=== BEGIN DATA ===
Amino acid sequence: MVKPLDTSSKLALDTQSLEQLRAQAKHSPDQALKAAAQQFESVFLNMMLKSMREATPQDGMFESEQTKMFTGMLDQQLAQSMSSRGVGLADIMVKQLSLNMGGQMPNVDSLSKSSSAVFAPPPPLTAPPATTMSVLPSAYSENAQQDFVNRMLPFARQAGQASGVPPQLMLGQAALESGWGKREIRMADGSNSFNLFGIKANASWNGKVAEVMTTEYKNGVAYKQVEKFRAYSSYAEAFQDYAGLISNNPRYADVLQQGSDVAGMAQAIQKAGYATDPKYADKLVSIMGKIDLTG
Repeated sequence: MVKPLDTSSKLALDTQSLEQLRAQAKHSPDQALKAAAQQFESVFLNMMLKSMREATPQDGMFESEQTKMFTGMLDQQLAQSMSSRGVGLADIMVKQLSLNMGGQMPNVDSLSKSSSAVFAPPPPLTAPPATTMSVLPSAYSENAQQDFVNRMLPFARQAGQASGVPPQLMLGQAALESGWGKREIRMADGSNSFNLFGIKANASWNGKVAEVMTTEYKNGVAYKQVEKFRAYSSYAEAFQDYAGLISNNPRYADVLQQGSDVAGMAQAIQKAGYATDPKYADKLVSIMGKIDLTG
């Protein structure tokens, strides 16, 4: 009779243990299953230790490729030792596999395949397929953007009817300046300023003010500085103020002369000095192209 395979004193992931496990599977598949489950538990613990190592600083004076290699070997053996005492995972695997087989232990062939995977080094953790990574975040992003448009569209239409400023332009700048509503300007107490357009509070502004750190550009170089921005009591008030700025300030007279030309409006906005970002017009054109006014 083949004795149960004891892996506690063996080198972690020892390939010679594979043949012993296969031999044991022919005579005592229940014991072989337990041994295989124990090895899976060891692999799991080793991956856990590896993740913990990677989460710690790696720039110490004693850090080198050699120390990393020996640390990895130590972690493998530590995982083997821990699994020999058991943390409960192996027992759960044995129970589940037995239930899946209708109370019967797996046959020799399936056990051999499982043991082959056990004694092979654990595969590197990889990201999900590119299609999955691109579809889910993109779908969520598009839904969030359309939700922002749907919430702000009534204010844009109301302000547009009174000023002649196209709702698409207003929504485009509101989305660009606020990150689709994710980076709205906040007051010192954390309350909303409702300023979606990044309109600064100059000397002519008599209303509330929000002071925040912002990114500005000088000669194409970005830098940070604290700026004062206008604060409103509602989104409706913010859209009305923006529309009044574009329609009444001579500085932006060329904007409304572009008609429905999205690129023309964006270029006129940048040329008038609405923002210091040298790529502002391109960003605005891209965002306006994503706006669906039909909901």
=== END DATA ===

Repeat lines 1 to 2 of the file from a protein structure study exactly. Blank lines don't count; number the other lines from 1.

Amino acid sequence: MVKPLDTSSKLALDTQSLEQLRAQAKHSPDQALKAAAQQFESVFLNMMLKSMREATPQDGMFESEQTKMFTGMLDQQLAQSMSSRGVGLADIMVKQLSLNMGGQMPNVDSLSKSSSAVFAPPPPLTAPPATTMSVLPSAYSENAQQDFVNRMLPFARQAGQASGVPPQLMLGQAALESGWGKREIRMADGSNSFNLFGIKANASWNGKVAEVMTTEYKNGVAYKQVEKFRAYSSYAEAFQDYAGLISNNPRYADVLQQGSDVAGMAQAIQKAGYATDPKYADKLVSIMGKIDLTG
Repeated sequence: MVKPLDTSSKLALDTQSLEQLRAQAKHSPDQALKAAAQQFESVFLNMMLKSMREATPQDGMFESEQTKMFTGMLDQQLAQSMSSRGVGLADIMVKQLSLNMGGQMPNVDSLSKSSSAVFAPPPPLTAPPATTMSVLPSAYSENAQQDFVNRMLPFARQAGQASGVPPQLMLGQAALESGWGKREIRMADGSNSFNLFGIKANASWNGKVAEVMTTEYKNGVAYKQVEKFRAYSSYAEAFQDYAGLISNNPRYADVLQQGSDVAGMAQAIQKAGYATDPKYADKLVSIMGKIDLTG